Trueperella is a harmless bacterium in intestinal tracts of ruminants like deer, cattle, and pigs, but if it migrates out of the intestine to other areas of an animal’s body and proliferates, it can make the animal sick. Trueperella causes many problems in deer, including lesions, abscesses, and pneumonia, and it is one of the types of bacteria that is known to contribute to the disease lumpy jaw. In young fawns, it is a common cause of death. This 3-page fact sheet written by Kathryn D. Pothier, Katherine A. Sayler, and Samantha M. Wisely and published by the Department of Wildlife Ecology and Conservation explains how to spot and treat trueperella, or, better yet, prevent it in the first place.
http://edis.ifas.ufl.edu/uw427

Protecting Florida Panthers by Protecting Domestic Animals: Building a "Panther-Proof" Pen

pantherproof livestock pen
Florida panthers once ranged throughout most of the southeastern United States, but loss of habitat and efforts to eradicate panthers during the 1800s led to a large decline throughout much of their historic range. Florida panthers were listed as an endangered species in 1967 and have been federally protected by the US Endangered Species Act since 1973. For the most part, the role of panthers in the natural environment benefits people (they prey on burgeoning populations of white-tailed deer, raccoons, opossums, and feral hogs). Panthers do sometimes kill pets and livestock in rural and residential areas in southwest Florida, however, and some people believe that panther kills happen because panther populations have grown too large or are not well-managed. In fact, the panther population is dangerously small, and most of these losses can be attributed to poor management not of panthers but of pets and livestock. To maintain support for panther conservation, it is paramount that rural residents protect and secure their pets and livestock. This 3-page fact sheet written by Phillip D. Rodgers, Elizabeth F. Pienaar, Mark Lotz, and Darrell Land and published by the UF Department of Wildlife Ecology and Conservation explains how to make a locking, secure enclosure to protect livestock from panther predation–and protect the fragile panther, as well.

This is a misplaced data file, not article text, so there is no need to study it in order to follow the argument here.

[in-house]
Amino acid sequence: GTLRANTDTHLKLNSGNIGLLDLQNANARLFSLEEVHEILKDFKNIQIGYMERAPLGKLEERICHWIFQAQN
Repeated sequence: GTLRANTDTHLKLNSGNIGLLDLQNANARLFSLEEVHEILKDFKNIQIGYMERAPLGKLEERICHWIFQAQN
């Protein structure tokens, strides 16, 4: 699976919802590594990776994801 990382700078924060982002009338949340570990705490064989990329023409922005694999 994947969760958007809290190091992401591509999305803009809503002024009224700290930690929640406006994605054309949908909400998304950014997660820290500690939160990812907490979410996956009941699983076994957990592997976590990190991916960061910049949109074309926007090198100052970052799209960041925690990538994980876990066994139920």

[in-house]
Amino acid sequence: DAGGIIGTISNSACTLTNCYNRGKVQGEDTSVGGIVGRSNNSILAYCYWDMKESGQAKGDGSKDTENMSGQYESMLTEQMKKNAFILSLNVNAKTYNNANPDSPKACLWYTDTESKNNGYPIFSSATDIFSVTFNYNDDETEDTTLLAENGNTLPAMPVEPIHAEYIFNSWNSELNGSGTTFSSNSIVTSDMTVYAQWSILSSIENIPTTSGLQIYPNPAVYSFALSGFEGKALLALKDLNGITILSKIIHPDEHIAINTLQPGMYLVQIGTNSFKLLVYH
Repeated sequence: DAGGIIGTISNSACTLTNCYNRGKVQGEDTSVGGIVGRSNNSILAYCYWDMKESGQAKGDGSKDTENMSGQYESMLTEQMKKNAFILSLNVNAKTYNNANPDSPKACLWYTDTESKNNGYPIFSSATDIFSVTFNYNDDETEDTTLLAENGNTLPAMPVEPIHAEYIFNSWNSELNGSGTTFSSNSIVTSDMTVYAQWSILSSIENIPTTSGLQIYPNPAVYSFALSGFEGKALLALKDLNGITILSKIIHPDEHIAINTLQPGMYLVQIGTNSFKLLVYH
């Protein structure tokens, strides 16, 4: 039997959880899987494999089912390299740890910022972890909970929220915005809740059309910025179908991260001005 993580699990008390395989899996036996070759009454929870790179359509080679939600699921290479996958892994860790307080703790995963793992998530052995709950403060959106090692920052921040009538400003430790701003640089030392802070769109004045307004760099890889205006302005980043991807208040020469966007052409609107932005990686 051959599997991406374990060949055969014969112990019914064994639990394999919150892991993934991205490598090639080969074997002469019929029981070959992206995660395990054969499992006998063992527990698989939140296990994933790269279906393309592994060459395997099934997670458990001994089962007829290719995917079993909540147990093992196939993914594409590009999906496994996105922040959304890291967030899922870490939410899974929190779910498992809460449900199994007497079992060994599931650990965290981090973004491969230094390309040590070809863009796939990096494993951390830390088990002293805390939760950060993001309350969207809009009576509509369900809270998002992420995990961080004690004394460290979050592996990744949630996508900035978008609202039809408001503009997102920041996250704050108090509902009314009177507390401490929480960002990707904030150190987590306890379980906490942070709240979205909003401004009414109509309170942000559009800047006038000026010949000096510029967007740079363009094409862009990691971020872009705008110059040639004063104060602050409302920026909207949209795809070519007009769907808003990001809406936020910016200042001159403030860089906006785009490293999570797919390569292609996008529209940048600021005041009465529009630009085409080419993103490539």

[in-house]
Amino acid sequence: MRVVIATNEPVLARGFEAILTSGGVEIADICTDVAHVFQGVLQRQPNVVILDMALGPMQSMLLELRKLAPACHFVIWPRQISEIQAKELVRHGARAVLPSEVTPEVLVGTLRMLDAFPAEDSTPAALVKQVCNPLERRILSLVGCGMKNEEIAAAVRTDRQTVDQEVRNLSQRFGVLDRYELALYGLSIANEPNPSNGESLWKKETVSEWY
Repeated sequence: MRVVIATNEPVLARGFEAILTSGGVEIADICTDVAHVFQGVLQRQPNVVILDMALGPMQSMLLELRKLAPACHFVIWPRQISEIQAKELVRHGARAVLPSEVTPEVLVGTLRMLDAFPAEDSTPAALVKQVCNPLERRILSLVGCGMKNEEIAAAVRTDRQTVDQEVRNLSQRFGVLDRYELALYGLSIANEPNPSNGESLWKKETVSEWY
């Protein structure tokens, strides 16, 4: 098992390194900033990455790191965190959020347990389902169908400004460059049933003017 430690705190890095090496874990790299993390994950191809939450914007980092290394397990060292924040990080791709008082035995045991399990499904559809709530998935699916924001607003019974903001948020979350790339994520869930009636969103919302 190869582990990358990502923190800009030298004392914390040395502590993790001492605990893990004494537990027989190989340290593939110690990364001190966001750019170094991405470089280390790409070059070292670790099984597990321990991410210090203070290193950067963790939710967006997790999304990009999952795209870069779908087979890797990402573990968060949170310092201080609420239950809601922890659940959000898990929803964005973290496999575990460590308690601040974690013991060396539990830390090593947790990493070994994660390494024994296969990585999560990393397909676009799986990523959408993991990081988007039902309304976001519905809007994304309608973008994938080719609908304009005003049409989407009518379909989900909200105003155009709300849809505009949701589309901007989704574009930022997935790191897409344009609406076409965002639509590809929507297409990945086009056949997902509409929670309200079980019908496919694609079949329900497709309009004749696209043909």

http://edis.ifas.ufl.edu/uw423

Florida's Bats: Brazilian Free-tailed Bat

Brazilian freetailed bat Merlin Tuttle

The Brazilian free-tailed bat lives throughout Florida and is the state’s most common bat. They are important economically because they consume large quantities of insect pests. This 2-page fact sheet written by Holly K. Ober, Terry Doonan, and Emily Evans, and published by the UF Department of Wildlife Ecology and Conservation explains how to differentiate Brazilian free-tailed bats from velvety free-tailed bats and Florida bonneted bats.